Event Update 4 | Summary
Posting Date: July 6, 2021, 9:00:00 AM
AIR is monitoring Tropical Storm Elsa, located at 24.5°N, 82.6°W, with maximum sustained winds of 60 mph and a central pressure of 1007 mb, as of 8 a.m. Atlantic Standard Time on July 6, according to the National Hurricane Center (NHC).
According to NHC, now that Elsa is gradually pulling away from Cuba, it will have an opportunity to strengthen; however, the environmental conditions are only marginal for the storm to do so. Dry air on the western side of the cyclone and some westerly shear should prevent rapid intensification. Currently, Elsa is over the Florida Straits, affecting the Lower and Middle Keys with tropical storm–force wind gusts. Doppler radar data and satellite images indicate that the core of the storm is fairly small and has maximum winds of around 60 mph. Elsa is moving north-northwest at 12 mph; the outer rain bands associated with the storm are spreading northward across southern Florida.
Elsa should turn northward today, bringing the core of the storm parallel to and likely offshore Florida’s west coast through tonight. The small cyclone will likely strengthen slowly before it turns slightly to the north-northeast and moves inland over the Big Bend region of Florida early Wednesday. Models now show Elsa just below hurricane force before landfall in Florida.
Elsa is then forecast to move across coastal Georgia and the Carolinas Wednesday night through early Friday. The storm is then anticipated to accelerate and move northeastward off the mid-Atlantic and New England coasts.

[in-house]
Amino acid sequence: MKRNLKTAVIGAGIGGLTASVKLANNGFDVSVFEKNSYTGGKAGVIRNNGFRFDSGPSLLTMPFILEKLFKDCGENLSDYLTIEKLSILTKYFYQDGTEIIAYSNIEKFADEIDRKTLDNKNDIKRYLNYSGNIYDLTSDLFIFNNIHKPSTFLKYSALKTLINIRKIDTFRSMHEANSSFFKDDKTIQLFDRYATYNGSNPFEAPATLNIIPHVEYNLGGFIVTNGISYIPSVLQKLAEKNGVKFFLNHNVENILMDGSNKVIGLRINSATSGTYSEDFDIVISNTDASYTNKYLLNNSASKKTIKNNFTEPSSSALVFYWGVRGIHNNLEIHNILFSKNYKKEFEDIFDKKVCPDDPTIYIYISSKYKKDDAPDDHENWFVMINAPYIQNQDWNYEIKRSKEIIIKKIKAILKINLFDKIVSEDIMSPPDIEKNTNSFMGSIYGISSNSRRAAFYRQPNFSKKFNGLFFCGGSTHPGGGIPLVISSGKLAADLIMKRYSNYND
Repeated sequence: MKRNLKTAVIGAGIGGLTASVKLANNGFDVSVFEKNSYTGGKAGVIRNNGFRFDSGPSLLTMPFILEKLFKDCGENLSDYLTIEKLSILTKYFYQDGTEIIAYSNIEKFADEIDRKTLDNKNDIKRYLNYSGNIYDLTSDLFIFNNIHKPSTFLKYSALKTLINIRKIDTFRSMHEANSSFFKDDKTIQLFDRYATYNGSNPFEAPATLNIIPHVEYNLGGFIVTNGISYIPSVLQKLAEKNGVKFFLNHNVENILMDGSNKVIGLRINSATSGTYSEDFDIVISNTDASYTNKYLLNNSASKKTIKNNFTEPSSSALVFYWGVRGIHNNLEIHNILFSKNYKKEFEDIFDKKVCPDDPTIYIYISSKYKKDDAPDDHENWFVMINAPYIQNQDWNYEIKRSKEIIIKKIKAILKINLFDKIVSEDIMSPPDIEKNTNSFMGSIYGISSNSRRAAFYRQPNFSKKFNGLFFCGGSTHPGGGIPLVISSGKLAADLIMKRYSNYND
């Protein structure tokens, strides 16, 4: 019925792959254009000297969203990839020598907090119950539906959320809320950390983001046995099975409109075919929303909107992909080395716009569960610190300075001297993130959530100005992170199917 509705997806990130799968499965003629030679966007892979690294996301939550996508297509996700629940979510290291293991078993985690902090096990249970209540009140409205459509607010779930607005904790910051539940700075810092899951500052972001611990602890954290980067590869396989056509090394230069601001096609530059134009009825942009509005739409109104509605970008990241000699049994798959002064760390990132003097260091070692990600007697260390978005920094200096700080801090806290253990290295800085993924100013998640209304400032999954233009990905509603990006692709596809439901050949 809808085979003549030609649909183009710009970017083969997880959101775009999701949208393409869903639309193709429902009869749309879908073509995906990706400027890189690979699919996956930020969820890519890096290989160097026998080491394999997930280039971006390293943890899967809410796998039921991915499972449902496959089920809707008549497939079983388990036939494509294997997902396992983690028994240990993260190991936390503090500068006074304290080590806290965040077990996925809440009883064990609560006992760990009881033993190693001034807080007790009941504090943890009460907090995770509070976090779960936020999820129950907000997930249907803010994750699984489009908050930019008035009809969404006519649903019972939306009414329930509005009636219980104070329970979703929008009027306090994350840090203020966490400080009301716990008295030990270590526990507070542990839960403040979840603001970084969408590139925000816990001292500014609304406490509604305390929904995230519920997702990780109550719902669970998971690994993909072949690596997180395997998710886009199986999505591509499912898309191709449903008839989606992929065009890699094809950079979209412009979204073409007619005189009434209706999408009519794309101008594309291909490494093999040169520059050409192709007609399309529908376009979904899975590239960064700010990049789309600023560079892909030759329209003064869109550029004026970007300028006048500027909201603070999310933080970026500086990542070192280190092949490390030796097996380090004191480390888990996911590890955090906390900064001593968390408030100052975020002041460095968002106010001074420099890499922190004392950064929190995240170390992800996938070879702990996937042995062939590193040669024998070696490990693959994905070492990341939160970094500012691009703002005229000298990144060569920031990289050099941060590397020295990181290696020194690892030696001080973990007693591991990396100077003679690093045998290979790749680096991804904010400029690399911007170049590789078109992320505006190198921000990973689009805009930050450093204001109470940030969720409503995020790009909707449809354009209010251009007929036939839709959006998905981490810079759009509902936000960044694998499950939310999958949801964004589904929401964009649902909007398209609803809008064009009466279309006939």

The Air Force Hurricane Hunters will be investigating Elsa later this morning, and the data the plane collects will be valuable in assessing the storm's intensity and structure.
NHC Forecast Hazards
Heavy rain will impact Cuba today.
A Hurricane Watch has been issued for a portion of the west-central and Big Bend coast of Florida, where hurricane conditions are possible tonight and early Wednesday. Tropical storm conditions are expected across portions of the Florida Keys and much of the west coast of the state, where a Tropical Storm Warning is in effect. As Elsa moves across the western Florida Peninsula through Wednesday, heavy rainfall may result in isolated flash, urban, and minor river flooding, with considerable flash and urban flooding possible in southwest and western portions of Florida. There is a danger of life-threatening storm surge along portions of the west coast of Florida tonight and Wednesday, and a Storm Surge Warning is in effect for that area.
A Tropical Storm Watch has been issued for the Georgia coast and portions of the South Carolina coast, where tropical storm conditions are possible late Wednesday and early Thursday. Mid to late week, heavy rainfall across coastal Georgia, South Carolina, North Carolina, and southeastern Virginia may result in isolated flash and urban flooding, with considerable flash and urban flooding possible across coastal Georgia and the Lowcountry of South Carolina.
Elsa is currently projected to make an eventual landfall in the U.S. as a tropical storm tomorrow. If this forecast holds, AIR will not release similar stochastic events for this storm. If Elsa strengthens and is projected to or makes landfall in the mainland U.S. as a hurricane, however, AIR will release similar stochastic events on Wednesday, July 7 at 10:00 a.m. EDT.
For the Caribbean impacts from Elsa, AIR does not plan to issue similar stochastic events at this time.
Please be aware that additional information on Hurricane Elsa is available to Verisk Weather Respond subscribers. Beginning Wednesday, June 30, and continuing through U.S. landfall, Respond® subscribers receive data packs that include forecast wind footprints for Elsa four times daily. These footprints can be analyzed in any GIS tool to evaluate the strength, path, and impact of the event as it approaches land. Contact your AIR or Verisk representative to learn more about this and other Verisk Real-Time Analytics that can be paired with ALERT®.
AIR continues to monitor Elsa and will provide another ALERT update tomorrow, Wednesday, July 7.